Why the HAPCS?
The Minns Labor Government of New South Wales is taking what it believes to be decisive action to address the challenges posed by the State’s fast-growing population. With some changes already in place since its taking of Office, the Government has introduced the Housing and Productivity Contribution Scheme (HAPCS) in attempt to meet the housing needs of the growing population and promote economic activity. This new legislation, passed by the NSW Parliament on 28 June 2023 and formally assented on 13 July 2023, aims to:
- facilitate the provision of regional infrastructure;
- generate an estimated $700 million annually for regional infrastructure development; and
- address the expected shortfall of 130,000+ dwellings required to accommodate the projected NSW population growth over the next five years.
What is the HAPCS?
The HAPCS is designed to promote housing and economic activity by imposing a contribution on property developers to fund regional infrastructure. The Scheme’s critical mechanism empowers the Minister for Planning and Public Spaces, Paul Scully, to issue orders requiring a contribution under the HAPCS towards the provision of regional infrastructure. These orders will specify the development to which they apply, how the contribution is determined and other important matters.
Contributions collected, except for those related to strategic biodiversity, will be accounted for in the “Housing and Productivity Contribution Fund”. These funds will be utilised for regional infrastructure identified in strategic plans or State infrastructure strategies. Strategic biodiversity contributions will be directed to the “Strategic Biodiversity Fund,” which shall separately support measures to conserve or enhance the natural environment.
The contribution rates, which will be indexed quarterly using the ABS PPI index, are set to begin as follows:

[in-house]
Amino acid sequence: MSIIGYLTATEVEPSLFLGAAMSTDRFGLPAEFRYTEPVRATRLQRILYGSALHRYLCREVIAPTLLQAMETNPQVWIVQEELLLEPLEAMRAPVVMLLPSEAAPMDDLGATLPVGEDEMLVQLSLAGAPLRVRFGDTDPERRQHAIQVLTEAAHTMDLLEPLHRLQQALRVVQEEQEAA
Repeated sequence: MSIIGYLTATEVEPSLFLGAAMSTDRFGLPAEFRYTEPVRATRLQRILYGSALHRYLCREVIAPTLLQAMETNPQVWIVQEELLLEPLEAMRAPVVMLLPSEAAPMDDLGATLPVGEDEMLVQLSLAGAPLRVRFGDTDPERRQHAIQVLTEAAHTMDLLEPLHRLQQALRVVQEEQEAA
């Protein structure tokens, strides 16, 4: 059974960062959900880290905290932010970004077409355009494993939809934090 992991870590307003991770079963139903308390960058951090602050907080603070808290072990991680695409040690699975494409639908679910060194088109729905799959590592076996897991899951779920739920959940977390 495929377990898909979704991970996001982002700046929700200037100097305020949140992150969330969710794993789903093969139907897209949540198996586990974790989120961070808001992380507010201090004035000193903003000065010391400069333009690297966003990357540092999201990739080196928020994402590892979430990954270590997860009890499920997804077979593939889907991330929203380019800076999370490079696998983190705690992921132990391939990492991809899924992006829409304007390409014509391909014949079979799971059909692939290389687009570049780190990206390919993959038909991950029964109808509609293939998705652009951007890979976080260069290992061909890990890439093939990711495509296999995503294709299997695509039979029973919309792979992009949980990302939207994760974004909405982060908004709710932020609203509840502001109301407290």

- Greater Sydney Region: $12,000 per dwelling or lot for detached and semi-detached houses and townhouses, and $10,000 for other residential dwellings or lots.
- Illawarra, Central Coast and Lower Hunter Regions: $8,000 per dwelling or lot for detached and semi-detached houses and townhouses, and $6,000 for other residential dwellings or lots.
- Industrial Development: $15 per square meter of new gross floor area.
- Commercial Development: $30 per square meter of new gross floor area.
- Retail Development: $30 per square meter of new gross floor area.
These rates will be phased in from 1 October 2023 at a 50 percent discount, reducing to a 25 percent discount in July 2024 and eventually becoming a full contribution from July 2025 onwards. It is important to note that HPCS payments are additional to the separate contributions developers already provide to Councils for local infrastructure.
However, developers may find flexibility in excluding HAPCS, wholly or partially, under a planning agreement with the approval of the Minister or a designated development corporation. This an opportunity yet to be explored.
The HAPCS introduces a new and potentially more targeted approach to collecting and utilising State-level infrastructure contributions, building upon the familiar SIC system.
Whilst on its face the introduction of the HAPCS marks a significant step in addressing the housing needs of NSW’s fast-growing population, by investing an estimated $700 million annually into regional infrastructure development, and potentially presenting opportunities for property developers to participate in transformative projects and contribute to the State’s overall growth, this will come at a cost at a time where insolvency is rife in the industry.
The reality is that the contributions will in most instances be passed on to the end purchaser, whether by increasing dwelling/apartment sale prices, industrial or commercial lot sale prices or rents where commercial, industrial and retail areas are leased. So the question asked is, “does this new scheme designed and legislated to motivate housing, inadvertently preclude those required to be housed from entering the market?” Only time will tell.
Overall, the success of the scheme will largely depend on how it aligns with other planning and housing policies, including at the federal level, to ensure a smooth increase in housing supply and delivery and how further incentives can be passed onto developers to mitigate this upfront expenditure and make projects feasible, especially in the current economic climate.
We will work with you through this new environment and navigate the best and most cost-efficient course of action.
Vincent Young will keep you informed.
If you would like to discuss this article with us further, do not hesitate to contact Thomas Zilm, Partner, or Mike Ellis, Partner, on (02) 9261 5900.